ALMOST 300 former employees of a collapsed financial services giant with an office in Daresbury can now seek millions of pounds in damages.

This comes after it was found that Greensill Capital Management (UK) Limited failed to collectively consult with them on their redundancy.

The decision follows a long-fought battle led by the employment law team at Chester-based legal firm Aaron and Partners for the claimants, who had all been dismissed with immediate effect on March 12, 2021 – the date the company collapsed.

Aaron and Partners has welcomed the judgment made at Central London Employment Tribunal on Thursday, July 28.

The decision meant that all 277 claimants were granted the maximum award of 90 days’ pay, meaning they could be awarded as much as £4.5 million in total from their former employer.

The tribunal rejected Greensill’s defence of special circumstances entirely, finding that there was no “sudden disaster” which prevented them from consulting with staff.

They failed to prove they had taken all practicable steps to consult with staff, with the judge concluding that they had taken no steps whatsoever.

Paul Hennity, employment law solicitor at Aaron and Partners, said: “We are pleased that the team has managed to secure such an excellent result for these people, who were dismissed without any regard for due process.”

Of the 277 former members of staff, 205 were employed at the firm’s base at Daresbury Park, with the rest in London.

During the tribunal, employment judge Andrew Glennie agreed with the claimant’s submission that a failure to do anything must, at best, be seen as serious naivety, or at worst, a deliberate decision to do nothing.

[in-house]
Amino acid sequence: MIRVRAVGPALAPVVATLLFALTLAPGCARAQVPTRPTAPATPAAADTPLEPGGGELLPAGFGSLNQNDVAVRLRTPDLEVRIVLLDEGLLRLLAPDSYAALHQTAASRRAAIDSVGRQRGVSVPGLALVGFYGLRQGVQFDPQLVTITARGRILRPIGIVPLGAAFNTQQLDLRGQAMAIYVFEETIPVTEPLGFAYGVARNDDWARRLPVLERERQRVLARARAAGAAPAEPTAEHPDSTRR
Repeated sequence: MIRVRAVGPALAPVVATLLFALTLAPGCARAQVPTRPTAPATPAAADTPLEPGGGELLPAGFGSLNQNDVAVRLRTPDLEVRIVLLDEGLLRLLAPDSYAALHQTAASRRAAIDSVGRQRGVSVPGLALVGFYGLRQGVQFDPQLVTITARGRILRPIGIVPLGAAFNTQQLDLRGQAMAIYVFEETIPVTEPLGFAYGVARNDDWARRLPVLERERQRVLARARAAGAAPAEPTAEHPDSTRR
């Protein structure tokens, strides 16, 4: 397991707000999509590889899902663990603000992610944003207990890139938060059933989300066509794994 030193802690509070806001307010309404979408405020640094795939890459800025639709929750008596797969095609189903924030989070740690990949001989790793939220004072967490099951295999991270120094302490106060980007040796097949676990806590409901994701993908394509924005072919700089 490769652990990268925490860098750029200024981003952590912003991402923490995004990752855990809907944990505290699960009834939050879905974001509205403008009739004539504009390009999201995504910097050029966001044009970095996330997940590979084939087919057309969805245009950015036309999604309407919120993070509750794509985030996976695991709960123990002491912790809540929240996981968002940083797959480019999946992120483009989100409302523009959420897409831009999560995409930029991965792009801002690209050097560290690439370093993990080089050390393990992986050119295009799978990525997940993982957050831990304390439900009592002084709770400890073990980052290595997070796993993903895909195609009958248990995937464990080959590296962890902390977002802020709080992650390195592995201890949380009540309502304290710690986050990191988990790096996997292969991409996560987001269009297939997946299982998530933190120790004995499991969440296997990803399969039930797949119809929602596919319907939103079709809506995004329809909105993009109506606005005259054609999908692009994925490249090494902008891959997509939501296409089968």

He noted that there was no evidence to suggest whether Greensill had the opportunity to take legal advice but, noting the size of the organisation, there was no reason for the tribunal to believe that it could not have taken legal advice.

The tribunal found the proposed sale to Apollo, which collapsed on March 10, 2021, was merely a proposal and was not an offer to purchase.

They also found that the appointment of administrators Grant Thornton on December 31, 2020 was an indication that Greensill knew there was a risk of job losses and that the company had been in financial difficulty for approximately a year before the dismissals.

Neither Greensill nor the administrators produced any witnesses at the final hearing to support the special circumstances defence, nor did any representatives attend the hearing to make submissions or to cross examine the witnesses on their behalf.